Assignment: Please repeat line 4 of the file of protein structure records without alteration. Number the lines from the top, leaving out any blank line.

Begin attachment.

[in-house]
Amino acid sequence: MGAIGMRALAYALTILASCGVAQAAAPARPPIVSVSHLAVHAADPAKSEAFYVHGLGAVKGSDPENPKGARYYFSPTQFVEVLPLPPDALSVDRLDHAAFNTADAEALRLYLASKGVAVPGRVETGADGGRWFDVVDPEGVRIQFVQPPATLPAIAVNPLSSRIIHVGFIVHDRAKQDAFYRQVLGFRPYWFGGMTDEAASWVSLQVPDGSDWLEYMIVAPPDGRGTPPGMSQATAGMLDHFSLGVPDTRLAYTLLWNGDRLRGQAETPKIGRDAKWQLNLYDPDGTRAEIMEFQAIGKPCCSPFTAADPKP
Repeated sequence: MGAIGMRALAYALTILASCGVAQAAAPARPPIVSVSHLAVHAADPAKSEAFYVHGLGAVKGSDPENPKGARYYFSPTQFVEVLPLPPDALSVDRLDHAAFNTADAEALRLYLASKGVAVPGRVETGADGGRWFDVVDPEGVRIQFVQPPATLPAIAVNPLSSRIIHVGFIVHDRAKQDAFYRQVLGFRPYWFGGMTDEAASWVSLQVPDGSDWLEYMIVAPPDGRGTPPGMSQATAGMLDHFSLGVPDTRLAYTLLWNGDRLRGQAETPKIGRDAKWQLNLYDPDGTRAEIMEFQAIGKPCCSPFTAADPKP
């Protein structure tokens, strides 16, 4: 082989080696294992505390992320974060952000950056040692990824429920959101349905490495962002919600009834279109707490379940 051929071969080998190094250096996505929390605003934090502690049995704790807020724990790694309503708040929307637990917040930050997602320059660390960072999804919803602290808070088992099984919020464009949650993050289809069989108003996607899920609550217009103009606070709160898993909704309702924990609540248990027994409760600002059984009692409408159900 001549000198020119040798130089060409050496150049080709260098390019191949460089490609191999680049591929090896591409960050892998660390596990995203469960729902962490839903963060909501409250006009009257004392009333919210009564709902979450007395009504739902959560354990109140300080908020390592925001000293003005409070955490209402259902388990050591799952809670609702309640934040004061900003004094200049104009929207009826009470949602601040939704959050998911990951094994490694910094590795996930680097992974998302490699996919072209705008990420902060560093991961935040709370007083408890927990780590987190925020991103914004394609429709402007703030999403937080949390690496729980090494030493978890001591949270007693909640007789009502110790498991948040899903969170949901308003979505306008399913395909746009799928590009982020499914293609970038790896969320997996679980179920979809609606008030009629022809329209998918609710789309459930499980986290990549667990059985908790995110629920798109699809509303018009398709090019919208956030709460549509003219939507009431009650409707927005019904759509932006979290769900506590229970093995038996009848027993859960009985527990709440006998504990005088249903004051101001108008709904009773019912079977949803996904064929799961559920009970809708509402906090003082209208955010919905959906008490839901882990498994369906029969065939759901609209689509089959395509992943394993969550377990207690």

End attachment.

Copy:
């Protein structure tokens, strides 16, 4: 082989080696294992505390992320974060952000950056040692990824429920959101349905490495962002919600009834279109707490379940 051929071969080998190094250096996505929390605003934090502690049995704790807020724990790694309503708040929307637990917040930050997602320059660390960072999804919803602290808070088992099984919020464009949650993050289809069989108003996607899920609550217009103009606070709160898993909704309702924990609540248990027994409760600002059984009692409408159900 001549000198020119040798130089060409050496150049080709260098390019191949460089490609191999680049591929090896591409960050892998660390596990995203469960729902962490839903963060909501409250006009009257004392009333919210009564709902979450007395009504739902959560354990109140300080908020390592925001000293003005409070955490209402259902388990050591799952809670609702309640934040004061900003004094200049104009929207009826009470949602601040939704959050998911990951094994490694910094590795996930680097992974998302490699996919072209705008990420902060560093991961935040709370007083408890927990780590987190925020991103914004394609429709402007703030999403937080949390690496729980090494030493978890001591949270007693909640007789009502110790498991948040899903969170949901308003979505306008399913395909746009799928590009982020499914293609970038790896969320997996679980179920979809609606008030009629022809329209998918609710789309459930499980986290990549667990059985908790995110629920798109699809509303018009398709090019919208956030709460549509003219939507009431009650409707927005019904759509932006979290769900506590229970093995038996009848027993859960009985527990709440006998504990005088249903004051101001108008709904009773019912079977949803996904064929799961559920009970809708509402906090003082209208955010919905959906008490839901882990498994369906029969065939759901609209689509089959395509992943394993969550377990207690």